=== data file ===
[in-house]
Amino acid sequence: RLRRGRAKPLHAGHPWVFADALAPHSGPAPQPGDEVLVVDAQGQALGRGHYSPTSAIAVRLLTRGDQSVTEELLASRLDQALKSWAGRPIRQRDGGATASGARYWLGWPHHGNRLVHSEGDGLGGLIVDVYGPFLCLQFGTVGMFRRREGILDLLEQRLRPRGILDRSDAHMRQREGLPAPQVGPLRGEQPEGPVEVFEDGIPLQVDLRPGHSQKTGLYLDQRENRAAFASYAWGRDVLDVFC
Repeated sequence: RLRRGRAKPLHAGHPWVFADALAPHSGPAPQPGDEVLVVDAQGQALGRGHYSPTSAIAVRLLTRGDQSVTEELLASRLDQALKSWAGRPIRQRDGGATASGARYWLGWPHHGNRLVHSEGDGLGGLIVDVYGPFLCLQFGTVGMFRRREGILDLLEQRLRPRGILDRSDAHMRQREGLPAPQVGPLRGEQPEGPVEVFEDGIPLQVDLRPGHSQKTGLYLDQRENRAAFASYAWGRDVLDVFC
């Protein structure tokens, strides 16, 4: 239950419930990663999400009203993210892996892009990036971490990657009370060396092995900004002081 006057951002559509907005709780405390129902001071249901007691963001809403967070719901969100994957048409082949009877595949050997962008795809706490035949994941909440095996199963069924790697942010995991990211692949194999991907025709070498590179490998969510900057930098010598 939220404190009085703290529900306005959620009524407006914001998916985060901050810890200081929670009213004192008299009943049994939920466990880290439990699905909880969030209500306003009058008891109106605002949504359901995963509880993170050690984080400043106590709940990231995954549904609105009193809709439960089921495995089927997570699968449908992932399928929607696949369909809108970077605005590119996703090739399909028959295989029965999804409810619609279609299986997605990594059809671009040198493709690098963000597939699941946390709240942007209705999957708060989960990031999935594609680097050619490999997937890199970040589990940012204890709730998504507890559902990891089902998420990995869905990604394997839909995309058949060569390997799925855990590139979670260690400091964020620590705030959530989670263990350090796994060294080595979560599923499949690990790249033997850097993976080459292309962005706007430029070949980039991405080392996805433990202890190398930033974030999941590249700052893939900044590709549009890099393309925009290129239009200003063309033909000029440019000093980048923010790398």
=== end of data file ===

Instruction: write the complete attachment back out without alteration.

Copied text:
[in-house]
Amino acid sequence: RLRRGRAKPLHAGHPWVFADALAPHSGPAPQPGDEVLVVDAQGQALGRGHYSPTSAIAVRLLTRGDQSVTEELLASRLDQALKSWAGRPIRQRDGGATASGARYWLGWPHHGNRLVHSEGDGLGGLIVDVYGPFLCLQFGTVGMFRRREGILDLLEQRLRPRGILDRSDAHMRQREGLPAPQVGPLRGEQPEGPVEVFEDGIPLQVDLRPGHSQKTGLYLDQRENRAAFASYAWGRDVLDVFC
Repeated sequence: RLRRGRAKPLHAGHPWVFADALAPHSGPAPQPGDEVLVVDAQGQALGRGHYSPTSAIAVRLLTRGDQSVTEELLASRLDQALKSWAGRPIRQRDGGATASGARYWLGWPHHGNRLVHSEGDGLGGLIVDVYGPFLCLQFGTVGMFRRREGILDLLEQRLRPRGILDRSDAHMRQREGLPAPQVGPLRGEQPEGPVEVFEDGIPLQVDLRPGHSQKTGLYLDQRENRAAFASYAWGRDVLDVFC
């Protein structure tokens, strides 16, 4: 239950419930990663999400009203993210892996892009990036971490990657009370060396092995900004002081 006057951002559509907005709780405390129902001071249901007691963001809403967070719901969100994957048409082949009877595949050997962008795809706490035949994941909440095996199963069924790697942010995991990211692949194999991907025709070498590179490998969510900057930098010598 939220404190009085703290529900306005959620009524407006914001998916985060901050810890200081929670009213004192008299009943049994939920466990880290439990699905909880969030209500306003009058008891109106605002949504359901995963509880993170050690984080400043106590709940990231995954549904609105009193809709439960089921495995089927997570699968449908992932399928929607696949369909809108970077605005590119996703090739399909028959295989029965999804409810619609279609299986997605990594059809671009040198493709690098963000597939699941946390709240942007209705999957708060989960990031999935594609680097050619490999997937890199970040589990940012204890709730998504507890559902990891089902998420990995869905990604394997839909995309058949060569390997799925855990590139979670260690400091964020620590705030959530989670263990350090796994060294080595979560599923499949690990790249033997850097993976080459292309962005706007430029070949980039991405080392996805433990202890190398930033974030999941590249700052893939900044590709549009890099393309925009290129239009200003063309033909000029440019000093980048923010790398």